Ablynx has triumphed where others have fallen by receiving positive Phase III results for the treatment of a dangerous blood disorder with caplacizumab.
Ablynx develops nanobodies, molecules with the specificity of antibodies but much smaller in size. Its product, caplacizumab, has received encouraging results for the treatment of the life-threatening autoimmune blood disorder, acquired thrombotic thrombocytopenic purpura (aTTP), which has caused the company’s value on the stock market to spike. The drug met primary and secondary endpoints including improved platelet response and reduced risk of aTTP-related events or death. In July, Ablynx received fast-track designation from the FDA, and these results will only help to bring the first aTTP-specific therapeutic to the market.
During aTTP, a faulty ADAMTS13 enzyme does not cleave ultra-large vWF molecules, which are involved in the clotting process. These molecules bind to platelets, reducing platelet levels and causing widespread clotting and organ damage. Caplacizumab is an anti-vWF nanobody that blocks ultra-large vWF from interacting with platelets, which immediately protects the individual from platelet aggregation and clotting that can lead to disastrous effects.
Caplacizumab significantly reduced the time to platelet count response and achieved a 74% reduction in the relative risk of thromboembolic events and death and a 67% reduction in aTTP recurrence across the study. The safety profile of the drug was consistent with that seen during the Phase II TITAN study.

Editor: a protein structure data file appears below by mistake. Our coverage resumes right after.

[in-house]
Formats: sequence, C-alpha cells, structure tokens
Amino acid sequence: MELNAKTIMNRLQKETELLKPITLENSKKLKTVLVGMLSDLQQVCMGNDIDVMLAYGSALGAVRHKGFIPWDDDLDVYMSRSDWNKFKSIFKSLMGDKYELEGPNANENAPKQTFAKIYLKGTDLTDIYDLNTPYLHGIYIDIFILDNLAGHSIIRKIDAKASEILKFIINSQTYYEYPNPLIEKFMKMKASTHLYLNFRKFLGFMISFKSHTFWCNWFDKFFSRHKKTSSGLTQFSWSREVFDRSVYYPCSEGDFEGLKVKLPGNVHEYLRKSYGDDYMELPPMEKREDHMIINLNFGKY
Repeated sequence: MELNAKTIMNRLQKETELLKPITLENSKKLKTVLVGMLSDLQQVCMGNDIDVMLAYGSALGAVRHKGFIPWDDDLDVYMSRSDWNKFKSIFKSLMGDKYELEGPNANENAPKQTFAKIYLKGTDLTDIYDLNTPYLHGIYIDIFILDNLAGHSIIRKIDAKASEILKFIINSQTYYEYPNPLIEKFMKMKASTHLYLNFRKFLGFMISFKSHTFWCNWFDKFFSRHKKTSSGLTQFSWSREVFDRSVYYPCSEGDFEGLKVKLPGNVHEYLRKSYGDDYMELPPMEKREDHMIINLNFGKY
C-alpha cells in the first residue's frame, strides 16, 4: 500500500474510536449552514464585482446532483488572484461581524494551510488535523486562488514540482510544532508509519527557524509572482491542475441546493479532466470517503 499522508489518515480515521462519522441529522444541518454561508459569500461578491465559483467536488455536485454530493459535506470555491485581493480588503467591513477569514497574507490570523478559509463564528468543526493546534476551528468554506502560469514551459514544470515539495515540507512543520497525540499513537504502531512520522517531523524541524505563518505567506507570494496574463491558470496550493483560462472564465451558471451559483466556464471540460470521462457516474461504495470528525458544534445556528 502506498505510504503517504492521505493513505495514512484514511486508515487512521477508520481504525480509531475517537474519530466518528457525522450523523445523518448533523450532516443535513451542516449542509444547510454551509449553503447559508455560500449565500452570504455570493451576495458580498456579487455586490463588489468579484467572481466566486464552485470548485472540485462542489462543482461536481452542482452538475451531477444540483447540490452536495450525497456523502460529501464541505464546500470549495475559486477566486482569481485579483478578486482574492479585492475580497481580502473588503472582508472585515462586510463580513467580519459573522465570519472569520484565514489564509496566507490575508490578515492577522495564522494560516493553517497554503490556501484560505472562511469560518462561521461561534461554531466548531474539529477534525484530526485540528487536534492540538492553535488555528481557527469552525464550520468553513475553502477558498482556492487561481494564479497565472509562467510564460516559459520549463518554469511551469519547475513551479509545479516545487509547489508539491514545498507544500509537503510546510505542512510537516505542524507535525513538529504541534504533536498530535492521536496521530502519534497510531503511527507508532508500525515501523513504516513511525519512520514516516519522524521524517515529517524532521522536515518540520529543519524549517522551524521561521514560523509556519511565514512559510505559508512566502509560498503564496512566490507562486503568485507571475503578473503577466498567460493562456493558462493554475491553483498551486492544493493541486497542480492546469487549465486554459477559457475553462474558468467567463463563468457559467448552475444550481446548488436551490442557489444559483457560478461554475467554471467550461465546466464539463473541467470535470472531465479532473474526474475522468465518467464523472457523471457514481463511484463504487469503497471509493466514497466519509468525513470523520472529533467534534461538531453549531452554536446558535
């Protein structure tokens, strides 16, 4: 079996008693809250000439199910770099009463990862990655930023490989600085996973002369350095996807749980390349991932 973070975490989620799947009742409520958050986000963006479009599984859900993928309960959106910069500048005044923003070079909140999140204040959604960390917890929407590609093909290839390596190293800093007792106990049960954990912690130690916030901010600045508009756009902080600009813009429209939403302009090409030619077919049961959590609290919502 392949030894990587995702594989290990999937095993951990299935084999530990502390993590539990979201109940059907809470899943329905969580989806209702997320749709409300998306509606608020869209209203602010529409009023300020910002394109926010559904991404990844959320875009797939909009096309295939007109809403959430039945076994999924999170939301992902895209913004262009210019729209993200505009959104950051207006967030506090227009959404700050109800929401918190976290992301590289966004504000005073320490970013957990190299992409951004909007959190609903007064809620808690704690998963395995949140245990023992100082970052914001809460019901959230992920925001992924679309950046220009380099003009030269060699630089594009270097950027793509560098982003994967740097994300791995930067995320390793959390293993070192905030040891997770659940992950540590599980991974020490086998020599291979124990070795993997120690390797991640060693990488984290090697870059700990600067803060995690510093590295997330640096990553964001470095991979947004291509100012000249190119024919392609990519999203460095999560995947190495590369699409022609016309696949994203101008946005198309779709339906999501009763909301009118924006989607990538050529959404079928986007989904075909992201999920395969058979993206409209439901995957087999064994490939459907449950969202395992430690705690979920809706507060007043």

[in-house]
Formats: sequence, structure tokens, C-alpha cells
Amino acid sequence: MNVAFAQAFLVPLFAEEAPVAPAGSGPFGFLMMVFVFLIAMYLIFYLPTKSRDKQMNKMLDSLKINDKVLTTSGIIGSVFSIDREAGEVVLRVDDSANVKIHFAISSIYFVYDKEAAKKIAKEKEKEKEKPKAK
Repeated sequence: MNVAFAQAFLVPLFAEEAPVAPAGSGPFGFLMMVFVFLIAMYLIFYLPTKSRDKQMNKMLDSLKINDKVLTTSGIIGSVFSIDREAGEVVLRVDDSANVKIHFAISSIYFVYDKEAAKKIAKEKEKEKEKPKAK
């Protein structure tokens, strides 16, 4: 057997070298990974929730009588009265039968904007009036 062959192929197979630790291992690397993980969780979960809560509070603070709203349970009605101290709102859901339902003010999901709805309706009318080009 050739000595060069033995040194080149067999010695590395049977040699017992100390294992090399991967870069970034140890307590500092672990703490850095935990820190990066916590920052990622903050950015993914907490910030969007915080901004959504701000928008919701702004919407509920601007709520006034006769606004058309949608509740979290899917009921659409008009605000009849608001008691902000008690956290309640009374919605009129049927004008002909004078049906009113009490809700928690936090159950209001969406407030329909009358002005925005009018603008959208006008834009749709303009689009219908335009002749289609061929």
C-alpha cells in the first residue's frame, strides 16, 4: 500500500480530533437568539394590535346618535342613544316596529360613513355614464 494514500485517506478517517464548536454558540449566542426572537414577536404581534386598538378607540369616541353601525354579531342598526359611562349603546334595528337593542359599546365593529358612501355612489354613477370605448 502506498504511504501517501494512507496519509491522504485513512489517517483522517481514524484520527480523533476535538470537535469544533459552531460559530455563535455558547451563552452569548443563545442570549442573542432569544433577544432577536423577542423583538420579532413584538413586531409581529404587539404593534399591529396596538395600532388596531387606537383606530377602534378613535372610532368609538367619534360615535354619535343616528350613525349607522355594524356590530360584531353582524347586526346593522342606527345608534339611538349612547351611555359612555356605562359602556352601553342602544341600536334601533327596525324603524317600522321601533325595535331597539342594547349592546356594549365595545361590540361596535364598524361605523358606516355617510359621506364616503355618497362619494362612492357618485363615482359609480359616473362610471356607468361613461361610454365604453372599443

This excitement has caused a 25% boost in Ablynx’s stock price, with the company now worth almost €1B. Ablynx’s Nanobodies are leading a number of fields, with another one of its products, ALX-1141, ready for the clinic and tipped to outperform other osteoarthritis drugs. This has prompted a €15M payout from Merck, which is responsible for the drug’s full clinical development.
But, one biotech that may pose serious competition is Complix and its Alphabodies that “drug the undruggable” by entering the cell and binding intracellular targets. CEO, Mark Vaeck, explained that Complix’s technology gives alphabodies a distinct advantage over nanobodies: “Alphabodies have an entirely different structure… and it’s that structure in particular that gives them the ability to penetrate through membranes.” Complix will focus its technology on the treatment of cancer and autoimmune diseases.
Whatever happens, there is no harm in some healthy competition. At the moment, Ablynx is doing well, offering a drug that could be the first on the market to target aTTP specifically, as well as another that may become the first disease-modifying drug on the market for osteoarthritis. It certainly bodes well for the patients that will benefit from these products!
Images – Lightspring / shutterstock.com; Blood Clot ©digitalista (BigStock ID105438086)
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